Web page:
A Ulysses contract is a pre-commitment with some sort of binding element; a promise you both make to yourself and force upon yourself.
It is named for the Greek hero Ulysses, who had himself bound to the mast to allow him to listen to the song of the sirens without going mad.
Examples of modern day contracts range from barely enforceable nudges to legally binding directives. If you have a hard time motivating yourself to go to the gym, you might schedule a workout with a friend, knowing that you won't be willing to skip out on them. If you know that you might lapse into a unsound mental state, you might prepare a psychiatric advance directive -- a close cousin to an advance directive or living will -- directing medical professionals in what they should do if you are found unfit to make decisions.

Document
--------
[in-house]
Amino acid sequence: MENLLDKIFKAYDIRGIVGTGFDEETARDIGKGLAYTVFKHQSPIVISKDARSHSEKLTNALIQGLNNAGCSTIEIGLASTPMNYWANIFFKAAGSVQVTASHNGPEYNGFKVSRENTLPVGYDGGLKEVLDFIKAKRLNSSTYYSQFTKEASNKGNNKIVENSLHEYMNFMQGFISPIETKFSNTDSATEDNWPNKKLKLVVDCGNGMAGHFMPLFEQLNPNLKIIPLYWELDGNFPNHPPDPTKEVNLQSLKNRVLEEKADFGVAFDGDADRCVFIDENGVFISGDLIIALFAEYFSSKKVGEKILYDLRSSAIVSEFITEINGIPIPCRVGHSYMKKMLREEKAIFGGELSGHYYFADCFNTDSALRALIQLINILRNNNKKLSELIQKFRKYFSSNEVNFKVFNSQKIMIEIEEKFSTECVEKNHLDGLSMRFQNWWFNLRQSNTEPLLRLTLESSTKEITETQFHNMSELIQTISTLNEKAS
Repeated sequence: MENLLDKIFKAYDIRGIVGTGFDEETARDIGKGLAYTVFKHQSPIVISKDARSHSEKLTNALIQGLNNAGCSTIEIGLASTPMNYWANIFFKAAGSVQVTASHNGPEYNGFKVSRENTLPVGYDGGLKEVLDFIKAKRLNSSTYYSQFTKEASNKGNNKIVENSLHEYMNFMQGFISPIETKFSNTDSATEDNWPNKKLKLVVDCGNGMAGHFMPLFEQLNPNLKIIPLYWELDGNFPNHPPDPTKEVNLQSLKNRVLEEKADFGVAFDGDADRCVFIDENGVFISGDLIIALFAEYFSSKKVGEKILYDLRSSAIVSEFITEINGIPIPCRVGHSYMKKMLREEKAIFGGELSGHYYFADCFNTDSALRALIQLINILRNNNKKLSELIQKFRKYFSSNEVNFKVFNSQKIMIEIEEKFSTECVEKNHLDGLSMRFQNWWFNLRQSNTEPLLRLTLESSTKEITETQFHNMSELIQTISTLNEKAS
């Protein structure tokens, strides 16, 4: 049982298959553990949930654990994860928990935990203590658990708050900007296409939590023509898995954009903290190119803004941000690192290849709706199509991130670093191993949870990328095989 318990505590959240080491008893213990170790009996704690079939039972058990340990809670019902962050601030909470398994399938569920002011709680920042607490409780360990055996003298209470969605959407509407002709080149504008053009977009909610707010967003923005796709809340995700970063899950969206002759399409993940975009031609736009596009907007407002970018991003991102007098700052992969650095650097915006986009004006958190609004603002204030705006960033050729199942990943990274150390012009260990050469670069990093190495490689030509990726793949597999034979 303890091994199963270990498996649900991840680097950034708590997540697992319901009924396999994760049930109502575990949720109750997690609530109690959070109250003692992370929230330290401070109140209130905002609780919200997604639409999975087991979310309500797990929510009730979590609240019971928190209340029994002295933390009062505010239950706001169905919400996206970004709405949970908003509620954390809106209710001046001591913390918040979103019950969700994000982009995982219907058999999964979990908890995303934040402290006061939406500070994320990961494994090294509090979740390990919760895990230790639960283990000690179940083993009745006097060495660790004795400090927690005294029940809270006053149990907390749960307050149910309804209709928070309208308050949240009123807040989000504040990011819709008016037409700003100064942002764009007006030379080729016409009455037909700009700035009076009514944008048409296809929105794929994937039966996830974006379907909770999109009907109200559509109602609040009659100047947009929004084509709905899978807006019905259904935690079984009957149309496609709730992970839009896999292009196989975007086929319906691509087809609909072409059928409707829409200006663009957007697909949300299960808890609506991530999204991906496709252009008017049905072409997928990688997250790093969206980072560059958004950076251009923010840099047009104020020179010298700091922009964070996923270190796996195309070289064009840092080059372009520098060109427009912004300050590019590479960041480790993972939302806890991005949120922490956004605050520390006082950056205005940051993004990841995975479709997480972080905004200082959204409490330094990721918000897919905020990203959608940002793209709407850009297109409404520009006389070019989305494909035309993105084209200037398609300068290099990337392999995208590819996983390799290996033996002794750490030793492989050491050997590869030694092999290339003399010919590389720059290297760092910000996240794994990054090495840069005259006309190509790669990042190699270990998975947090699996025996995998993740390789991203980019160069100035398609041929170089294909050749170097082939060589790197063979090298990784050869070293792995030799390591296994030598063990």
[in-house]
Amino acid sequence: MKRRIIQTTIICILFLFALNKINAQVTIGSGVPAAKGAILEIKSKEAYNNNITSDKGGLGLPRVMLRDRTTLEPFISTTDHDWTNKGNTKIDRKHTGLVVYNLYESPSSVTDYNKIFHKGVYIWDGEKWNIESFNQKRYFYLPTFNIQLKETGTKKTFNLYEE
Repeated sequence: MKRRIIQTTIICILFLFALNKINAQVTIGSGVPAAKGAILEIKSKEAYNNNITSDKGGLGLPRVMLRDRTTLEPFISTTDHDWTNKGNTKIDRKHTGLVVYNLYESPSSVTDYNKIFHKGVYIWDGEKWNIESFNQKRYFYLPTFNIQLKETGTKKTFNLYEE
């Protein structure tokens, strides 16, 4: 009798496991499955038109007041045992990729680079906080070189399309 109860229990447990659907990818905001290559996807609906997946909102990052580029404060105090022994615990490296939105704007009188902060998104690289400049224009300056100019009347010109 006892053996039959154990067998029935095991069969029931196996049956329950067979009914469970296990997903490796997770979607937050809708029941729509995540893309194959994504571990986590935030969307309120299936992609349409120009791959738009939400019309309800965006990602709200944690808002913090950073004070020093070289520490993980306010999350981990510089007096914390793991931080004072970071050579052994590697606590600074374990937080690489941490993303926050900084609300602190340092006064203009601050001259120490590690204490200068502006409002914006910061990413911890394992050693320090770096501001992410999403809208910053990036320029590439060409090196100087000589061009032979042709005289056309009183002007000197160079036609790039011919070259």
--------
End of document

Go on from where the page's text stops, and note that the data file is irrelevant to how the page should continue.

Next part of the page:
The term Ulysses contract (sometimes 'Ulysses pact') is becoming popular to cover many pre-commitment strategies. Things such as bariatric surgery, deleting Facebook from your phone, and payroll deduction to build retirement funds might all be considered forms of controlling your future self; at some point, the distinction between Ulysses contract and a simple choice becomes blurred. It may be more in the spirit of Ulysses to use this term specifically when you are binding your future self to do something that you know you will not want to do, through lack of willpower or mental stability. Setting up an automatic bill pay probably does not meet that criteria.
Other terms used include 'commitment device', or in the case of psychological directives, 'voluntary involuntary treatment'.